According to research on family services by the Family and Childcare Trust involving 500 parents, provision is either not available locally, is unaffordable, offers limited places, is on at unsuitable times, or the quality is poor.
Recruited and trained by the Family and Childcare Trust, four groups of parent researchers spoke to parents in Leeds, Lincolnshire, North (Brent) and Central London, to determine what families need and want from family and early years services.
Stay and play type activities were popular among most of the parents. However, in the Brent focus group, one mother said that the activities on offer were not varied enough, and were not very stimulating or educational. Other parents described stay and play services as ‘overcrowded’ and ‘unwelcoming’.
The findings, which are included in a new report, ‘The Future of Family Services’, reveal a number of issues with the availability of services, including services not being available locally, on at unsuitable times, that they are unaffordable, have limited places, are not child-friendly, do not offer creche facilities or the quality of the provision is ‘too poor’. Often parents experienced these issues in combination.
Quality was most commonly cited as an issue for breastfeeding support services, where parents complained about receiving sparse or incorrect advice. However, the Brent focus group felt that the quality of playgroups in their area was generally poor. High-quality sessions were limited and only available at certain times, they said. Some parents reported being placed on waiting lists for two months.
Parents across all the focus groups also reported:
- a shortage of services during the winter;
- that services are important for social interaction and enable them to develop networks;
- information online about services is not always up-to-date;
- commonly finding out about services through friends and family, through printed adverts and via the internet.
Building on the experiences of parents, the Family and Childcare Trust is calling on the Government to publish a ‘comprehensive strategy’ on its approach to family support in the early years, considering the full range of ways that support can be provided to families, including children’s centres.
The Trust says that parents should be included in the development of the strategy, which should include adequate Government investment in ‘crucial’ early help services, with funding earmarked for local authorities.
Ellen Broomé, chief executive of the Family and Childcare Trust, said, ‘Parents have made it clear how valuable early help services are to their families. We need these services to be prioritised to support families and social mobility. The shelving of the Government consultation on the future of children’s centres alongside cuts to local authority budgets have left these services underfunded and without direction.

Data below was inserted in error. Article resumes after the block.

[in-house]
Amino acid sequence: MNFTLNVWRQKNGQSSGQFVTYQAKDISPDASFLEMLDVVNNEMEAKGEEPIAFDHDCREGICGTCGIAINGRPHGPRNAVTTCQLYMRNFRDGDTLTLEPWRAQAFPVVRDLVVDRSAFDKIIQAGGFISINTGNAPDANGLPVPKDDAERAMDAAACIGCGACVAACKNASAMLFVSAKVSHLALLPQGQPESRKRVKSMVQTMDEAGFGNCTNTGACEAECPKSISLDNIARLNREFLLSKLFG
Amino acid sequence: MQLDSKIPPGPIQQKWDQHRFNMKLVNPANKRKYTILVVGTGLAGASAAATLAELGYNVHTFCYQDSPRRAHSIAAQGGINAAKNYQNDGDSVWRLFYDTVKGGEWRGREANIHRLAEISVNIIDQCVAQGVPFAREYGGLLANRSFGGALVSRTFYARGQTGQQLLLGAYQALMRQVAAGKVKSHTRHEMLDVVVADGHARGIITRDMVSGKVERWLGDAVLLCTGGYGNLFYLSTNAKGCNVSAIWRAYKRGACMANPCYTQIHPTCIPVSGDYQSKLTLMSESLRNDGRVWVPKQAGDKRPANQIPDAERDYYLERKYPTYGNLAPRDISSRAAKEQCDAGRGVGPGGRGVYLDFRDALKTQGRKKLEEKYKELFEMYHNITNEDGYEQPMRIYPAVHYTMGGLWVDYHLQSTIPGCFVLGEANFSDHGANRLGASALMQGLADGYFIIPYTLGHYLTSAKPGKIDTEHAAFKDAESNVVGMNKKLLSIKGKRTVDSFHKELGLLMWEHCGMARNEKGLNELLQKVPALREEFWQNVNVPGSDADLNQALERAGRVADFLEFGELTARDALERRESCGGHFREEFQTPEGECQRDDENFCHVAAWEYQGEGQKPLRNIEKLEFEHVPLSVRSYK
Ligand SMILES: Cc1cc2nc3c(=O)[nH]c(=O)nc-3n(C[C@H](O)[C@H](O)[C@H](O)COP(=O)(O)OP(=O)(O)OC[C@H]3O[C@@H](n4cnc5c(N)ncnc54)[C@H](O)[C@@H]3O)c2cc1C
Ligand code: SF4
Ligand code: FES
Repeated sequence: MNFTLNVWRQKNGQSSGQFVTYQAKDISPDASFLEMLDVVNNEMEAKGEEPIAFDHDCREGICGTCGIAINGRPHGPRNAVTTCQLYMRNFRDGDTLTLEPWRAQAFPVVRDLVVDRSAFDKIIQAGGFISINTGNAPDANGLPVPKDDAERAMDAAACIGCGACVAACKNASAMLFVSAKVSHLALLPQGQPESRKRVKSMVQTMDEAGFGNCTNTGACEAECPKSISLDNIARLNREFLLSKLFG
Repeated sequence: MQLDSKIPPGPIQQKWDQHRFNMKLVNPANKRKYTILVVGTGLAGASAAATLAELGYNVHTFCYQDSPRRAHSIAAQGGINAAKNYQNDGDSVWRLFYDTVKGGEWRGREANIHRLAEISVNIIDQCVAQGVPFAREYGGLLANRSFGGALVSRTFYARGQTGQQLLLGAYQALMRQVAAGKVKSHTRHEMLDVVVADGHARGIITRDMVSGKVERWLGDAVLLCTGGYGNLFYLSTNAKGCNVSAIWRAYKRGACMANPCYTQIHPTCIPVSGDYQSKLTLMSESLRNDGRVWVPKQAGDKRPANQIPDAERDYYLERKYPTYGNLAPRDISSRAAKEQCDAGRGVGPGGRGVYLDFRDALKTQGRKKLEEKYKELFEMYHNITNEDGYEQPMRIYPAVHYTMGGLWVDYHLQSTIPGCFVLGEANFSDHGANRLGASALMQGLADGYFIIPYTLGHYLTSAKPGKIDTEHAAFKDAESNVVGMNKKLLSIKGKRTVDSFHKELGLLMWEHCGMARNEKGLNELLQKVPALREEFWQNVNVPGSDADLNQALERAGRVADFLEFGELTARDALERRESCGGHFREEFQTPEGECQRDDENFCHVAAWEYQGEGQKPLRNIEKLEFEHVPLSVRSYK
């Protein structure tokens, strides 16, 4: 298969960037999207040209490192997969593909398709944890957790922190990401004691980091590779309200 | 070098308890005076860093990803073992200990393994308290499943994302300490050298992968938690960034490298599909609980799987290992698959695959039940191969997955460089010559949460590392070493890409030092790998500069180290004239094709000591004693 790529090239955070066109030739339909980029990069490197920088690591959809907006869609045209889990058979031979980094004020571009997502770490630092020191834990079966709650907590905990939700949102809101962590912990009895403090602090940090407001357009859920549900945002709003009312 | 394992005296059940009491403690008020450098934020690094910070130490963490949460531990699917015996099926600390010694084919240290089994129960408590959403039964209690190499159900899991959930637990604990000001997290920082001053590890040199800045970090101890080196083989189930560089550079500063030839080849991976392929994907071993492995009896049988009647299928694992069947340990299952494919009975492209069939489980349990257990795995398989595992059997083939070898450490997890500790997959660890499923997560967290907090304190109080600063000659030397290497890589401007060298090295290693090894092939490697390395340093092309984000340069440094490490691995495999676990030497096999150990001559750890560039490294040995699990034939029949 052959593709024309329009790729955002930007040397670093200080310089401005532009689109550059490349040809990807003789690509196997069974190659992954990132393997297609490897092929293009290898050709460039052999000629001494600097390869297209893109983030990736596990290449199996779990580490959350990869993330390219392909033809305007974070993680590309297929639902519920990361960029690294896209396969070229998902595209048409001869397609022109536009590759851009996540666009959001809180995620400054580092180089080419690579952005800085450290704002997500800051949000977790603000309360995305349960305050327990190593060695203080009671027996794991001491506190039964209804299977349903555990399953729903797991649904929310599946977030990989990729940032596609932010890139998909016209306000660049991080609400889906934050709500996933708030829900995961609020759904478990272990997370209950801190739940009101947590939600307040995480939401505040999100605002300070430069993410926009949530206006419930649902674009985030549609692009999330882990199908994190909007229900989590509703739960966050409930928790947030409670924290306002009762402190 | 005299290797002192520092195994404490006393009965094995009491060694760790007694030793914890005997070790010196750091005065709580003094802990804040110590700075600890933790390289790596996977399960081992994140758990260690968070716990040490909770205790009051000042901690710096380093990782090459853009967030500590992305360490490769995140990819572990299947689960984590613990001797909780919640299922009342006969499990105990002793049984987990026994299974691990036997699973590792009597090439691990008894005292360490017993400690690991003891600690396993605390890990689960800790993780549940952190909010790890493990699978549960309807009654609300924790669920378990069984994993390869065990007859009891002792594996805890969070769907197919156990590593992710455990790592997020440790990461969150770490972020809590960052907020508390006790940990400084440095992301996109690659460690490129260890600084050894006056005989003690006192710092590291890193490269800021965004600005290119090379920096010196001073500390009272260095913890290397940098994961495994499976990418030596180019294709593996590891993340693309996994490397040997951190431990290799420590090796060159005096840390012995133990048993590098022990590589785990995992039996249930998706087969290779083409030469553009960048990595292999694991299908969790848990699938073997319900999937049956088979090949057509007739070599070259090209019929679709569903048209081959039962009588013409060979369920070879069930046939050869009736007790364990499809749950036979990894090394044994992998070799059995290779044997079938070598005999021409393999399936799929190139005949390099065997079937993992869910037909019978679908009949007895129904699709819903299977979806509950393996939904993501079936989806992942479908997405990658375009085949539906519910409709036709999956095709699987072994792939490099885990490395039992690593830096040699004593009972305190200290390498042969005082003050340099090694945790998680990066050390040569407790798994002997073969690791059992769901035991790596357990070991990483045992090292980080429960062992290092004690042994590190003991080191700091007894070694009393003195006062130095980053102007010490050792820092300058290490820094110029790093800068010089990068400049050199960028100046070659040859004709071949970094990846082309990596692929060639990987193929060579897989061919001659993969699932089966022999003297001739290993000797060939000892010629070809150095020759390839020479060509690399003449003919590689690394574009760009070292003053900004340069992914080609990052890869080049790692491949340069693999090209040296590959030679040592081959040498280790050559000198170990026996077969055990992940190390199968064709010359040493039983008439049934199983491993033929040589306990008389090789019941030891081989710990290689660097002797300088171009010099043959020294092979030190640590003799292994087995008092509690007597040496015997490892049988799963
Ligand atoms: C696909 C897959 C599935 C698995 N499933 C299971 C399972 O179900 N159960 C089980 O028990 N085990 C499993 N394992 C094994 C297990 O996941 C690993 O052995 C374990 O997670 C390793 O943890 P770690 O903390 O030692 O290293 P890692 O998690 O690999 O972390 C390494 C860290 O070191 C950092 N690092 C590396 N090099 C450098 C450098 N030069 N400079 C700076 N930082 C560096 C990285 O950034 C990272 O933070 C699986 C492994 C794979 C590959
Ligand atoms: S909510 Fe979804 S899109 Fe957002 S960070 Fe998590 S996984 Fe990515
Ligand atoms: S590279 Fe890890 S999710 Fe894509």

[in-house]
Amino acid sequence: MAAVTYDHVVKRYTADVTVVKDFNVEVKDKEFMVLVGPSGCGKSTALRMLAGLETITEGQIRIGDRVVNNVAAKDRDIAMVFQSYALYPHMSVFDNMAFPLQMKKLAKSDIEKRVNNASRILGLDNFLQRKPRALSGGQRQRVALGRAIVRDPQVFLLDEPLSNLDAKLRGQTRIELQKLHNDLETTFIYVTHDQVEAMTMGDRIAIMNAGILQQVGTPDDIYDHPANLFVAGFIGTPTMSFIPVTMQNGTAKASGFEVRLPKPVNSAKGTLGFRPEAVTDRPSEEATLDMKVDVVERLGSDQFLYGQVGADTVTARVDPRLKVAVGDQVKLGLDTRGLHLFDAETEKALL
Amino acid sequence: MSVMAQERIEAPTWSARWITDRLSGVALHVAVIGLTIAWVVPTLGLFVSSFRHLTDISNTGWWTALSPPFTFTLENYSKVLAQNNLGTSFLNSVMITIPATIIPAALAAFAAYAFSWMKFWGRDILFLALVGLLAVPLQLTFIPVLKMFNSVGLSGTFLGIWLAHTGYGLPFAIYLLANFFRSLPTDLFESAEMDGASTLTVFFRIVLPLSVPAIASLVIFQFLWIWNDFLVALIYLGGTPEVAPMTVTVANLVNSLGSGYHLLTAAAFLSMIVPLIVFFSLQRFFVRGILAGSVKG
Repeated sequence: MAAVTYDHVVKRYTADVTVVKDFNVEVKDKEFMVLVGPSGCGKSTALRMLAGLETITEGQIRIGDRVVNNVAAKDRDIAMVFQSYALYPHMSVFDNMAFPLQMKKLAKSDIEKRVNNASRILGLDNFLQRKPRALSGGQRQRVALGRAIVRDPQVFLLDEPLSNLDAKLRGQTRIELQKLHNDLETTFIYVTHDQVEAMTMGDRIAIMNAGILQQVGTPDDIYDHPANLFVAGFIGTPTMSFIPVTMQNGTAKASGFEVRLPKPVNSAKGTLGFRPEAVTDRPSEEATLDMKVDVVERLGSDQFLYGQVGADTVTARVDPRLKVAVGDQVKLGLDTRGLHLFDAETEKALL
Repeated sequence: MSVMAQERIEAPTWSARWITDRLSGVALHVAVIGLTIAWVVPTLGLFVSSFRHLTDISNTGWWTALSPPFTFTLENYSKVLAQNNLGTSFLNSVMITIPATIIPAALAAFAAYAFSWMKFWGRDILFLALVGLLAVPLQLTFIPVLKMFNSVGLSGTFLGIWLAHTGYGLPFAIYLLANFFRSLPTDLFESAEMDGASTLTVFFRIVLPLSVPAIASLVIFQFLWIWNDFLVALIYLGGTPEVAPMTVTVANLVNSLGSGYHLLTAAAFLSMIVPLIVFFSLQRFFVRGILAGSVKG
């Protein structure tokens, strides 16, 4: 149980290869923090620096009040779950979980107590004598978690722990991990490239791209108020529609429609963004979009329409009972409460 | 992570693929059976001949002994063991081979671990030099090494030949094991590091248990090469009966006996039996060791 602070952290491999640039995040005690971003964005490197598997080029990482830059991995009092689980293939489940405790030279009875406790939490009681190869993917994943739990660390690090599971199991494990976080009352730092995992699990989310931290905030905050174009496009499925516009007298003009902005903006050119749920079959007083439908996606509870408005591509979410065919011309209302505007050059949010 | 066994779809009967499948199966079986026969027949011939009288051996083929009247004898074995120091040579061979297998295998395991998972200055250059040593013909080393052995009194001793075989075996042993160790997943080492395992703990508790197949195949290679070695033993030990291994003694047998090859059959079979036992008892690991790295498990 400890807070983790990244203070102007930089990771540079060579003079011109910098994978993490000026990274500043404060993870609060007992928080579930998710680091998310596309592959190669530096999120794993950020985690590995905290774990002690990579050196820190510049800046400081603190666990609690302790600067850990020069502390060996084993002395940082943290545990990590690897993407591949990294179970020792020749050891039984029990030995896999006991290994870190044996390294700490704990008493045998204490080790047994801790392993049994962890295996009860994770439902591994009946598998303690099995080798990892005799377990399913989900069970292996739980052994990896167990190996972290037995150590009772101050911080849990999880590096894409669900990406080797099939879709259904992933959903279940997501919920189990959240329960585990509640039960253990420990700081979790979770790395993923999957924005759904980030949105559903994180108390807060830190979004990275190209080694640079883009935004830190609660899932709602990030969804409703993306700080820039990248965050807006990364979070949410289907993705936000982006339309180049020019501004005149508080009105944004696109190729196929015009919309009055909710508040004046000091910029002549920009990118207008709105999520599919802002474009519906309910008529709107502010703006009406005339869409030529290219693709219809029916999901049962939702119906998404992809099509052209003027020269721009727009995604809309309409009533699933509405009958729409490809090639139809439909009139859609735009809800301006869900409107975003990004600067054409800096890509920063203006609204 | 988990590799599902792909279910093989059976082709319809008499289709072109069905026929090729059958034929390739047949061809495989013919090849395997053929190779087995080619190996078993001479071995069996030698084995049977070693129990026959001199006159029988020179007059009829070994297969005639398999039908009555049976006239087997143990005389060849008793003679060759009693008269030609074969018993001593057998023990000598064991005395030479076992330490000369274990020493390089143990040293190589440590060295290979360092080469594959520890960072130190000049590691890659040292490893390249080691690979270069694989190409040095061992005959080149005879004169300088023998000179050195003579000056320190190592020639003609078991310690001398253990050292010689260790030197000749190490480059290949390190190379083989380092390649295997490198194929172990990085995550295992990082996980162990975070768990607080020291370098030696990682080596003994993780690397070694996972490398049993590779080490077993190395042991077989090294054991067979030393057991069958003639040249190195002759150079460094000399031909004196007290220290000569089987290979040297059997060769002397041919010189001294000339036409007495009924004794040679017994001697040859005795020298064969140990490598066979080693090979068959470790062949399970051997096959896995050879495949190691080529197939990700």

‘The Government urgently needs a strategy for family services in the early years that supports parents and their children to thrive and strengthen communities.’
The Pre-school Learning Alliance said it shared the concerns raised by the Family and Childcare Trust on the ongoing reduction in family support and early help services.
Chief executive Neil Leitch said, 'We know that children’s centres provide a vital service to both children and parents, and particularly those families from more disadvantaged backgrounds – and yet, over recent years, we’ve seen a continued decline in the number of children’s centres as a direct result of funding cuts.
'Add to this the fact that children’s centre inspections have been on hold for two years now, with no sign of any plans to restart them, and it’s clear that these services are being unacceptably neglected.
'If the Government is serious about improving social mobility, it simply must invest what’s needed – otherwise it is those children and families that most need support who will pay the price.'
Children and families minister Robert Goodwill said, 'We are determined to ensure children get the best start in life. That is why we are investing a record amount in childcare, including an additional £1 billion a year on free childcare offers for children aged between two and four as well as extra support for disadvantaged families through the Early Years Pupil Premium.
'We know that councils are best placed to understand the needs in their area which is why we have given them the freedom to decide how they support young people. Funding for children’s services can be targeted according to need, and it is therefore right that varying amounts are spent on children’s services based on local priorities.'